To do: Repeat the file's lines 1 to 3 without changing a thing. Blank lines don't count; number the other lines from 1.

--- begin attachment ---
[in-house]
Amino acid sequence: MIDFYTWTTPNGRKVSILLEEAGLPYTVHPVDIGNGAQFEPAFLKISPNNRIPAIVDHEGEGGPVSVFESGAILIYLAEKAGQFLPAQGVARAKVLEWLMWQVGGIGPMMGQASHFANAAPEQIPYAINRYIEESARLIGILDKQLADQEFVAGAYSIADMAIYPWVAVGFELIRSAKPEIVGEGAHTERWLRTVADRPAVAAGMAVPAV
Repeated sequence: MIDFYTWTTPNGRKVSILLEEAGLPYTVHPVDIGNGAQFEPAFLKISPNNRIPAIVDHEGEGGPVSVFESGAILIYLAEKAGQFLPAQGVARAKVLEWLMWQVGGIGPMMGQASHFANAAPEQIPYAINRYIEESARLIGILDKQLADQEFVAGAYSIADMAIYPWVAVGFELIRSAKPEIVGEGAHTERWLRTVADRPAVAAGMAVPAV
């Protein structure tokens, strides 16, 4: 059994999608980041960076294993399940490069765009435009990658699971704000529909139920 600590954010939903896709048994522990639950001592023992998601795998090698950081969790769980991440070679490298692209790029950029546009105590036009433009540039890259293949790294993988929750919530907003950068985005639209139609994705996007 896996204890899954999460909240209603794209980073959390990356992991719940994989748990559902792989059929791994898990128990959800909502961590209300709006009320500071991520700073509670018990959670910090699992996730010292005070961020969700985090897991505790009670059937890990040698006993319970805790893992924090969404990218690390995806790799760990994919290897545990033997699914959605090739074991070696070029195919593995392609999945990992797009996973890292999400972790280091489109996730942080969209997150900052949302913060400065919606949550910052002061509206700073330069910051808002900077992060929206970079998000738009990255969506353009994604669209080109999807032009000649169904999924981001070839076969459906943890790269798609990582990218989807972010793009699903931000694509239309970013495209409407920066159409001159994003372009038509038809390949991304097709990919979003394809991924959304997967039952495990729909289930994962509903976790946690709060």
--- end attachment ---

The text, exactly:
[in-house]
Amino acid sequence: MIDFYTWTTPNGRKVSILLEEAGLPYTVHPVDIGNGAQFEPAFLKISPNNRIPAIVDHEGEGGPVSVFESGAILIYLAEKAGQFLPAQGVARAKVLEWLMWQVGGIGPMMGQASHFANAAPEQIPYAINRYIEESARLIGILDKQLADQEFVAGAYSIADMAIYPWVAVGFELIRSAKPEIVGEGAHTERWLRTVADRPAVAAGMAVPAV
Repeated sequence: MIDFYTWTTPNGRKVSILLEEAGLPYTVHPVDIGNGAQFEPAFLKISPNNRIPAIVDHEGEGGPVSVFESGAILIYLAEKAGQFLPAQGVARAKVLEWLMWQVGGIGPMMGQASHFANAAPEQIPYAINRYIEESARLIGILDKQLADQEFVAGAYSIADMAIYPWVAVGFELIRSAKPEIVGEGAHTERWLRTVADRPAVAAGMAVPAV